A confession. For years of seeing James and Jamesey shows, I thought the duo were from England, due to their veddy British accents and themes of London and tea. Turns out they are Canadian from Vancouver, where they have won multi comedy awards. At this Fringe, they are back, but split up into two separate shows, each of which continues J & J’s trademarks of lots of physical comedy, mime and audience involvement.

bushel and peck fringe

Alastair Knowles and Stephanie Morin-Robert
Image: Thaddeus Hink

In Bushel And Peck (which has nothing to do with Adelaide’s song from Guys and Dolls, but is a unit of measurement), Alastair Knowles (former Jamesey) is paired with real life partner Stephanie Morin-Robert.

The couple’s bare stage contains a bulbous lamp, an actor’s manual and a giant 3×6 plywood rectangle. When the two are not being creative with their oversized white shirts and tan raincoats, which double as hoodies, they demonstrate amazing mastery in balancing and twisting their third partner, the rectangle, which, it must be said, gives only a wooden performance compared to the innovative enthusiasm of the humans. Lots of balloons add to the merriment.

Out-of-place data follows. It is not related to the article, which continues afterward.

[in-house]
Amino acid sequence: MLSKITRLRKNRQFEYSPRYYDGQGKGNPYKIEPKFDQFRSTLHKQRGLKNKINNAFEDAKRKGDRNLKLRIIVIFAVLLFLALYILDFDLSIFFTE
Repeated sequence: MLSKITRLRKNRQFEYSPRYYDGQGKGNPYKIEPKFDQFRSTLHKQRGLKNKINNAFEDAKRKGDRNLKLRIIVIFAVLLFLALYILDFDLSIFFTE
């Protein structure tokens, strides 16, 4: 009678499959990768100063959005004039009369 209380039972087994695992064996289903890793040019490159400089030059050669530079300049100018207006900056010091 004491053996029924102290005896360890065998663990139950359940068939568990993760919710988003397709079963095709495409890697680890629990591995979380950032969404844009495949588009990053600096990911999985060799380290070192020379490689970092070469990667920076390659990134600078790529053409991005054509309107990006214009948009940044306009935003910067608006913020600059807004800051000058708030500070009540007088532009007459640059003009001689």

In Thunderfoot, Aaron Malkin (the former James) does a solo with only a chair on stage, but his adeptness at miming plants, doors and walls make the space seem more crowded. He is also versatile in voicing his rural father and local towns folk as he recounts the mystery of his mother, missing since he was only four. All this has something to do with — shades of Alice in Wonderland — growing giant size and shrinking small again. Also, overtones of villagers with pitchforks rallying against Frankenstein’s monster.

Both of these shows are hard to describe in words without spoiling some surprising effects. Suffice it to say, you will enjoy!

Bushel And Peck and Thunderfoot continue at La Chapelle on June 16 and 17